Looking closer in Skyfall

Skyfall was directed by my favorite director Sam Mendes, who by the way directed my beloved American Beauty. American Beauty is a very cinematic movie, because everything (staging, costumes, colors etc.) was carefully planned and elaborated. You just have to LOOK CLOSER to see it. The movie is also rich in symbolism, which we’ve discussed at length with my WordPress friend Andrew in the comment section.

Well, Andrew wrote yesterday a great article about the new Bond movie. There is a paragraph that deals with movie symbolism and I thought it would be a great example of cinematic storytelling. So with Andrew’s permission, I copied the aforementioned paragraph:

In my favourite scene for instance, Bond is fighting silhouetted on a rooftop, which speaks volumes to me.  The action is literally not in focus, and instead we get the idea that though we can see that Bond can keep perfect fighting form, when he kills as part of his job he loses his personality.. Boom, subtle art film.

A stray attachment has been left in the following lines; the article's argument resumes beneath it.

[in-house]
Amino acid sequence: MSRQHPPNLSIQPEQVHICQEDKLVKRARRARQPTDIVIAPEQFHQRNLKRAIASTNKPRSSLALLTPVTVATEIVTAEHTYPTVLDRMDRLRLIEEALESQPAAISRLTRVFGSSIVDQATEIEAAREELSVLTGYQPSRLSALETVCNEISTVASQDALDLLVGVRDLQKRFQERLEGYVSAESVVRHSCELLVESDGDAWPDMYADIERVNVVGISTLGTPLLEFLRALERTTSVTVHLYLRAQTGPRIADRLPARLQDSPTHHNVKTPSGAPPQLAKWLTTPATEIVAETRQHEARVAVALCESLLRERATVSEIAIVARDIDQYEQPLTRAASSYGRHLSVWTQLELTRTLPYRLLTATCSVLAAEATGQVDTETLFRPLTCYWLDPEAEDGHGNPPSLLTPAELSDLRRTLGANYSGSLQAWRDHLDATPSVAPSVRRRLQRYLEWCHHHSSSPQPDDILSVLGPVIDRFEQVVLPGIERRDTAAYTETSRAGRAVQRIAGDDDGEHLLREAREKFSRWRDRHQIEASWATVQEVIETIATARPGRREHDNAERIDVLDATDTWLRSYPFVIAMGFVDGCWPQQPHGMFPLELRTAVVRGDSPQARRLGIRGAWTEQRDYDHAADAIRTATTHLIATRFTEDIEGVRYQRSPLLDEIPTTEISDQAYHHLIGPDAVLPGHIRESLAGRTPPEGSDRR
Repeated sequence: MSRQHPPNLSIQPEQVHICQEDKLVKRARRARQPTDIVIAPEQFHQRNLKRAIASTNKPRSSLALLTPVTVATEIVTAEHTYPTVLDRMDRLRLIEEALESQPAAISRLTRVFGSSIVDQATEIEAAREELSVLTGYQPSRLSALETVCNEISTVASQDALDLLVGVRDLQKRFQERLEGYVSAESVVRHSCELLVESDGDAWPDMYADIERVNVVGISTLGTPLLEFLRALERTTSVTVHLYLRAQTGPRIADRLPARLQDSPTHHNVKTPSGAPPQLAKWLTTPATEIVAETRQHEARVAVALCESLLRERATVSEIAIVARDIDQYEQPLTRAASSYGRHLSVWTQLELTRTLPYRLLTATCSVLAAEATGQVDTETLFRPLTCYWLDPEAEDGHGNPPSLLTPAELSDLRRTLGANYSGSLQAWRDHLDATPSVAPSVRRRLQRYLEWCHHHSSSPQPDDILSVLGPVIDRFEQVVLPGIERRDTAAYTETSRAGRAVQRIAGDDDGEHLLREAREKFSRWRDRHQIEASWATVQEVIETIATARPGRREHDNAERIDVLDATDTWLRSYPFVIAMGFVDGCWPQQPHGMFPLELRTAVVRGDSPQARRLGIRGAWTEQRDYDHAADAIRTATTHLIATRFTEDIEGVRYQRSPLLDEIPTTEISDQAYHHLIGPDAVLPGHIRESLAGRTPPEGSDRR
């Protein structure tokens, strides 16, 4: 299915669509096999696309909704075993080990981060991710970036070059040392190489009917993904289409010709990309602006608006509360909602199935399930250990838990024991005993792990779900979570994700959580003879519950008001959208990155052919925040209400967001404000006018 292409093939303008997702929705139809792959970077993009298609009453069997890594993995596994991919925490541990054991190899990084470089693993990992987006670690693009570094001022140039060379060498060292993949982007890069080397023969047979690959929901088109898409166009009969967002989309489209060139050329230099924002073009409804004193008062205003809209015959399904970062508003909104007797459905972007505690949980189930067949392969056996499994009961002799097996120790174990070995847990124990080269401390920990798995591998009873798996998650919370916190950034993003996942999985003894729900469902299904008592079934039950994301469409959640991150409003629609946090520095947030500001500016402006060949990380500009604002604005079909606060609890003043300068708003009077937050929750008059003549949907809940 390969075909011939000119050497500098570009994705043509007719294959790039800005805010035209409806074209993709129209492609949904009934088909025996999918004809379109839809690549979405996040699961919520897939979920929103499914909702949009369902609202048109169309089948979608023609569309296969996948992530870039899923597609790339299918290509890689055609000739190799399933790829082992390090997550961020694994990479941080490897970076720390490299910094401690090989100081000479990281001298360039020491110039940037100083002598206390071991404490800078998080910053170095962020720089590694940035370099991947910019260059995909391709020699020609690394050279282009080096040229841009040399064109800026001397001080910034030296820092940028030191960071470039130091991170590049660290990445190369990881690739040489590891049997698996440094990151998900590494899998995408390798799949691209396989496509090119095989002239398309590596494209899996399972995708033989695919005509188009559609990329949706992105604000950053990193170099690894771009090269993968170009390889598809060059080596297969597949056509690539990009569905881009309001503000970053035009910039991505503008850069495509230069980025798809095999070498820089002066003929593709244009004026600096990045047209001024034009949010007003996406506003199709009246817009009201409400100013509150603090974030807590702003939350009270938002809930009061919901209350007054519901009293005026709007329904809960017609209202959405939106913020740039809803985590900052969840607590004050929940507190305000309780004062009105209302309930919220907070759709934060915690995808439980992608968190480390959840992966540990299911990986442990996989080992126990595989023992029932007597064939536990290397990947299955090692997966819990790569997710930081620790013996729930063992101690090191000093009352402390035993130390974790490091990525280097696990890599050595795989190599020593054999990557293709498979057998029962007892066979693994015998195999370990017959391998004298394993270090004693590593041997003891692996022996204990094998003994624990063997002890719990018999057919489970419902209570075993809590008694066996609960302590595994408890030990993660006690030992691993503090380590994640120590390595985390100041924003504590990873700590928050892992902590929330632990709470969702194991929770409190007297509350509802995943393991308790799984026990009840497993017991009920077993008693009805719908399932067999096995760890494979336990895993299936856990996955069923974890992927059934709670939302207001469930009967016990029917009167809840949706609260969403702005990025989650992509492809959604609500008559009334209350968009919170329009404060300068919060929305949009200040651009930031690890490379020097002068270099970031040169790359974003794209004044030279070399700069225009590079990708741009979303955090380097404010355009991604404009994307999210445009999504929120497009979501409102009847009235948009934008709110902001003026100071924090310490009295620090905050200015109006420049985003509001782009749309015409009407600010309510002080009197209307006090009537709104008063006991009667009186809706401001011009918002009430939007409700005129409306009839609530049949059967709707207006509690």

Skyfall (2012)
Skyfall (2012)

In fact, I want to break this scene down even further. Let’s examine it at an artistic level (remember what Sam Mendes taught us in American Beauty …. to LOOK CLOSER!)  We see:

(a) a fight with the aforementioned silhouette implying that Bond has lost his personality, but also

(b) a jellyfish in the background.  Jellyfish, as you are all aware, have no brain.  The director has thus revisited the theme of Bond not knowing whether he should be “a blunt instrument” that acts without using his brain, or “half monk and half hitman” that not only pulls triggers but also knows when not to pull them, a dilemma he has been wrestling with since Casino Royale.

If you liked this post, I highly recommend to read the whole article by Andrew, it’s amazing.